As the world reacted with shock to the horrific attack on families celebrating Bastille Day in Nice on Thursday night, many on social media turned to a familiar scapegoat, convinced that this atrocity, like all others, real or perceived, could be pinned on Jews.
Search on Twitter, Facebook and elsewhere and the outpouring of sadness and sympathy is overwhelming, however, it is all too easy to find oneself stumbling upon the antisemitic opportunists and Jew haters who take every opportunity to profess and publicise their hatred. A search on Twitter for hashtags “#NiceAttack”, “#Nice” or “#PrayForNice” and the words “Jew”or “Zionist” displays pages of antisemitic conspiracy myths.
One of the truly awful aspects of these posts is that they are rarely contradicted. Mostly they are supported or discussed in blind faith and acceptance that this is the truth. By remaining unopposed, these heinous statements gain traction and credibility. Each time a few more will follow the train of thought, that possibly previously they would have not.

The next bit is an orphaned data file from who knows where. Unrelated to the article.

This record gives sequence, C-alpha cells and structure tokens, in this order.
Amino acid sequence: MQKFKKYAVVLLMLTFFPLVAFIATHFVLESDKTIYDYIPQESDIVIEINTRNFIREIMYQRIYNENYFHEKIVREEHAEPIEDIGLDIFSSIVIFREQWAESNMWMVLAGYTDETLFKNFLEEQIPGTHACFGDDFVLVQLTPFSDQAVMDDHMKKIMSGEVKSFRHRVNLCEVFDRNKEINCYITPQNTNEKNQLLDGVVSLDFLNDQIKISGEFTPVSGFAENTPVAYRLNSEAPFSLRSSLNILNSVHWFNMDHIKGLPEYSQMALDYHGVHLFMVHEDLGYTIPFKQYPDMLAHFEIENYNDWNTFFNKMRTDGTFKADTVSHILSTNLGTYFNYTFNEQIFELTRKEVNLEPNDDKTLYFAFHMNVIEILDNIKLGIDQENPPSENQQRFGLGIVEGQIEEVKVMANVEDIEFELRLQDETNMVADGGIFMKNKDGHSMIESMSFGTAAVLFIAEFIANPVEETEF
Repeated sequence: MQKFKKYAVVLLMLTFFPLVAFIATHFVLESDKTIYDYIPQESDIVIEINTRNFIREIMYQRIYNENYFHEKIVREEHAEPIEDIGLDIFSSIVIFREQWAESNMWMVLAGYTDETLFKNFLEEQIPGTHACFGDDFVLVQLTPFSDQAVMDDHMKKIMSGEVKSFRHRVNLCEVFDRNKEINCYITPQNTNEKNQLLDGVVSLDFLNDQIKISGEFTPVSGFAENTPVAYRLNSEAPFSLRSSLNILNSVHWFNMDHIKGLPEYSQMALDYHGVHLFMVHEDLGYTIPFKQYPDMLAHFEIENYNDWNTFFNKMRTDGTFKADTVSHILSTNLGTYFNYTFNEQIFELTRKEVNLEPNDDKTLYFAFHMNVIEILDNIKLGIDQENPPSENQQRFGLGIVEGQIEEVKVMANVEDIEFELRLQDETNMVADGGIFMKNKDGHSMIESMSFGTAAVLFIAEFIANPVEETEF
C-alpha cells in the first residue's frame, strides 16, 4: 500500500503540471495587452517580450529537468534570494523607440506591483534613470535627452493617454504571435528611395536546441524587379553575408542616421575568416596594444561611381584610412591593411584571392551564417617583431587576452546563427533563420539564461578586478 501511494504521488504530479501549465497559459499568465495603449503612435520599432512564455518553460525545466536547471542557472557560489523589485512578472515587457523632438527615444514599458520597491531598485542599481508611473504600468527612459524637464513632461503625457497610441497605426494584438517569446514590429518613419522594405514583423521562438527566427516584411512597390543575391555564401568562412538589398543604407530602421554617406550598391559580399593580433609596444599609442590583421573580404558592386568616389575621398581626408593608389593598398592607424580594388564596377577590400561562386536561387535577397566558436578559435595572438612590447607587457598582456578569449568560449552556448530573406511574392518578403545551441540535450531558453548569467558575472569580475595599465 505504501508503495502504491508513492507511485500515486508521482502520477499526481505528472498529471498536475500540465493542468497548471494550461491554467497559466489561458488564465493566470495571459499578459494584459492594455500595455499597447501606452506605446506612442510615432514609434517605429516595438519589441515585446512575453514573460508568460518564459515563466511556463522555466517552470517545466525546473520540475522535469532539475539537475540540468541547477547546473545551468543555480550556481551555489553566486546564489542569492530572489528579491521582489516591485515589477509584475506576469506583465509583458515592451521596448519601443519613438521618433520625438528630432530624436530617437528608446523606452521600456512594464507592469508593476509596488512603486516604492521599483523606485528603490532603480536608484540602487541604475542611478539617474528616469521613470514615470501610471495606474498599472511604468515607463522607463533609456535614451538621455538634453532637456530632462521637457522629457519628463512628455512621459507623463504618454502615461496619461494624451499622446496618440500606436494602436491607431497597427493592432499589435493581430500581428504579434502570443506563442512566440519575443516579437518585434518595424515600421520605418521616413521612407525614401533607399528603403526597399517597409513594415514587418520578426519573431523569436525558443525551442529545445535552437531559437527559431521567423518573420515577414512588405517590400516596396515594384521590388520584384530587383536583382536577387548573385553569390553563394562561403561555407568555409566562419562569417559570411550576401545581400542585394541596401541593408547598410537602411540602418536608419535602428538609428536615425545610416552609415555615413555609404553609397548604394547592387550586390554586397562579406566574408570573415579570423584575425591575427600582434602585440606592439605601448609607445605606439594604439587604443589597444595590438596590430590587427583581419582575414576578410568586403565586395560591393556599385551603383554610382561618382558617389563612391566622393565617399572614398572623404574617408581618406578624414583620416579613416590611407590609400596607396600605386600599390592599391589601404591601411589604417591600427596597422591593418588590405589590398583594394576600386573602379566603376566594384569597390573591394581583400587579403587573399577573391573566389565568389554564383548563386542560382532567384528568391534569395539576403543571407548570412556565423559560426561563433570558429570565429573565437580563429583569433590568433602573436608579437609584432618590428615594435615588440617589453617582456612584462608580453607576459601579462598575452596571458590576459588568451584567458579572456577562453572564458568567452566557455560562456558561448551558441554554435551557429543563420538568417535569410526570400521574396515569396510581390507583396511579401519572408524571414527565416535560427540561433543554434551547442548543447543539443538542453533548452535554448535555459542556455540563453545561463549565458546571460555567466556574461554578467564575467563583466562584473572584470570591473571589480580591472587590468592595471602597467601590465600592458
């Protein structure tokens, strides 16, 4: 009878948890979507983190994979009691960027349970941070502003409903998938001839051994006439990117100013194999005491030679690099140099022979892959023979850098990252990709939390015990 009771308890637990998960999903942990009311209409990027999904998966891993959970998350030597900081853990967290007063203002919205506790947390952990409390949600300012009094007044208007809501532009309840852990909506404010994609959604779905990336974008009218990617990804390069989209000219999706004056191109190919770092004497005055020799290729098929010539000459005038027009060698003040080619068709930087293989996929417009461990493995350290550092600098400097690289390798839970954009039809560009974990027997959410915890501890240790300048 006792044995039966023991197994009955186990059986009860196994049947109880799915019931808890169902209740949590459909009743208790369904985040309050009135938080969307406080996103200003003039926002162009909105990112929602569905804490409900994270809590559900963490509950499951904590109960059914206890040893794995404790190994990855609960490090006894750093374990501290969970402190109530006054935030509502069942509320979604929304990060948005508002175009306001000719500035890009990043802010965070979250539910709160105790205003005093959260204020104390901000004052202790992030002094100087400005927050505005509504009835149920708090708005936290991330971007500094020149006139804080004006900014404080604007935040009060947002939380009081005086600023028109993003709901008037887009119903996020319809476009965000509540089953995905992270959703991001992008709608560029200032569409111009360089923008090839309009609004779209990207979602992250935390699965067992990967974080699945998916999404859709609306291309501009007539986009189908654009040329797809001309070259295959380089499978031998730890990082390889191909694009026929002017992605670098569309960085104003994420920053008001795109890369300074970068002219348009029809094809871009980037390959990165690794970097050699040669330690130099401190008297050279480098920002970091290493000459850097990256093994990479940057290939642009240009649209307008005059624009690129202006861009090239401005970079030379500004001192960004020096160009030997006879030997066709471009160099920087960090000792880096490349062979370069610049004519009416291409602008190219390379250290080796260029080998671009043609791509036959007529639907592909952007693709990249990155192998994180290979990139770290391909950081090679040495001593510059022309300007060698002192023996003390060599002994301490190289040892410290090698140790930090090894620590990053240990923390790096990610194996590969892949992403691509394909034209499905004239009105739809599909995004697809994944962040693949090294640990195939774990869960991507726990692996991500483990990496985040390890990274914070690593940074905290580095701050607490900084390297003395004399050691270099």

The latest antisemitic libel comes in the week that the Home Affairs Select Committee’s Inquiry into Antisemitism heard from the Chief Rabbi that more must be done by social networks, governments and internet service providers to stop the spread of racism and antisemitism in particular. This is another spectacular failure to do so and in the process antisemitic libels have just gained a few more believers.
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